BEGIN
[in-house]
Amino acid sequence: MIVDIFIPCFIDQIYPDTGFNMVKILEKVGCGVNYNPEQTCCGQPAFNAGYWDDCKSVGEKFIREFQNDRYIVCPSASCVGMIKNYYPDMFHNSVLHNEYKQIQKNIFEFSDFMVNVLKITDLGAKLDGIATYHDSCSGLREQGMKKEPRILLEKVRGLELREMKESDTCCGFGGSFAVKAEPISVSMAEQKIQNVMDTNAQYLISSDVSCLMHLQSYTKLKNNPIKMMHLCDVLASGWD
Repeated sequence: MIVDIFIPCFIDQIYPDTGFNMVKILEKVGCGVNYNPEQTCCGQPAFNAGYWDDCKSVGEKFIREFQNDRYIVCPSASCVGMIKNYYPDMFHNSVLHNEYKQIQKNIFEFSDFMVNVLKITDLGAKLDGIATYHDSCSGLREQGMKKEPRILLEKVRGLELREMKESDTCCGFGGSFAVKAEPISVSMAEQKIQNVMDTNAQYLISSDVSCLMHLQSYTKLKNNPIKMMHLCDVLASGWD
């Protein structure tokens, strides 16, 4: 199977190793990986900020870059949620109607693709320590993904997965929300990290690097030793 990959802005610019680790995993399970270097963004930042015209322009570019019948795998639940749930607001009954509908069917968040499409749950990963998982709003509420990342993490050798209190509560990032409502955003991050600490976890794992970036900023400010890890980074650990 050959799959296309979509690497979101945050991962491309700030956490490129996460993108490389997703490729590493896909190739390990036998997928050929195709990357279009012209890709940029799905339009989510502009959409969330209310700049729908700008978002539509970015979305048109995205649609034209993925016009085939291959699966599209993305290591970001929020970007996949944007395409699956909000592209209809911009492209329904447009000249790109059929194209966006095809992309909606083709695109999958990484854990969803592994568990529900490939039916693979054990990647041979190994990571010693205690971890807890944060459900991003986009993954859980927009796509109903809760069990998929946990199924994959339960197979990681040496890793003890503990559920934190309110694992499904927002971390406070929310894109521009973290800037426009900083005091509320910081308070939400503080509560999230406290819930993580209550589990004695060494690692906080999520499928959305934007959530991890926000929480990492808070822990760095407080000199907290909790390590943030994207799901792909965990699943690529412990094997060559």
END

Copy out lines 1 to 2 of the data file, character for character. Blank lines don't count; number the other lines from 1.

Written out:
[in-house]
Amino acid sequence: MIVDIFIPCFIDQIYPDTGFNMVKILEKVGCGVNYNPEQTCCGQPAFNAGYWDDCKSVGEKFIREFQNDRYIVCPSASCVGMIKNYYPDMFHNSVLHNEYKQIQKNIFEFSDFMVNVLKITDLGAKLDGIATYHDSCSGLREQGMKKEPRILLEKVRGLELREMKESDTCCGFGGSFAVKAEPISVSMAEQKIQNVMDTNAQYLISSDVSCLMHLQSYTKLKNNPIKMMHLCDVLASGWD